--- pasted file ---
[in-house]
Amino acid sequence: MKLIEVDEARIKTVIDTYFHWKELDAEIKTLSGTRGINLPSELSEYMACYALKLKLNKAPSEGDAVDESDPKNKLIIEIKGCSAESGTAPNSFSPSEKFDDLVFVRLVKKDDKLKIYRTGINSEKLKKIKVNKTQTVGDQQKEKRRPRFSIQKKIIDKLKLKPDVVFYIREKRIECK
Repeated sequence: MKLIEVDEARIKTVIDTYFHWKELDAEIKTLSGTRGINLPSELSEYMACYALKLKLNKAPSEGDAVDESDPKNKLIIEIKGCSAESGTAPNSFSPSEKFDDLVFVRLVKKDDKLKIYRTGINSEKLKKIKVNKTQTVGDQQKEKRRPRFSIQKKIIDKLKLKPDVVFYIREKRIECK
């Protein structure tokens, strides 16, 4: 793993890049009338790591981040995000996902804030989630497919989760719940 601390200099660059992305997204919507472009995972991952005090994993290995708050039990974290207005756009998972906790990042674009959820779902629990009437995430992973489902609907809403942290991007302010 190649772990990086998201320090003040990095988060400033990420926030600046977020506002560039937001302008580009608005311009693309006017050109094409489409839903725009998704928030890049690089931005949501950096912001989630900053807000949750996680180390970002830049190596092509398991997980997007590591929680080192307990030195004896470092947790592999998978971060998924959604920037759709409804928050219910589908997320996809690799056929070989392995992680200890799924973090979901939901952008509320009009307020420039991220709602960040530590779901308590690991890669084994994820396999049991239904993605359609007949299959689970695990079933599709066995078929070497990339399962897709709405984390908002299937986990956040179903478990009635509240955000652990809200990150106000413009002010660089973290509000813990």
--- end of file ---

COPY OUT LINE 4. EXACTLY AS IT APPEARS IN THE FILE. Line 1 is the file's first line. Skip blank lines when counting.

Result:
């Protein structure tokens, strides 16, 4: 793993890049009338790591981040995000996902804030989630497919989760719940 601390200099660059992305997204919507472009995972991952005090994993290995708050039990974290207005756009998972906790990042674009959820779902629990009437995430992973489902609907809403942290991007302010 190649772990990086998201320090003040990095988060400033990420926030600046977020506002560039937001302008580009608005311009693309006017050109094409489409839903725009998704928030890049690089931005949501950096912001989630900053807000949750996680180390970002830049190596092509398991997980997007590591929680080192307990030195004896470092947790592999998978971060998924959604920037759709409804928050219910589908997320996809690799056929070989392995992680200890799924973090979901939901952008509320009009307020420039991220709602960040530590779901308590690991890669084994994820396999049991239904993605359609007949299959689970695990079933599709066995078929070497990339399962897709709405984390908002299937986990956040179903478990009635509240955000652990809200990150106000413009002010660089973290509000813990």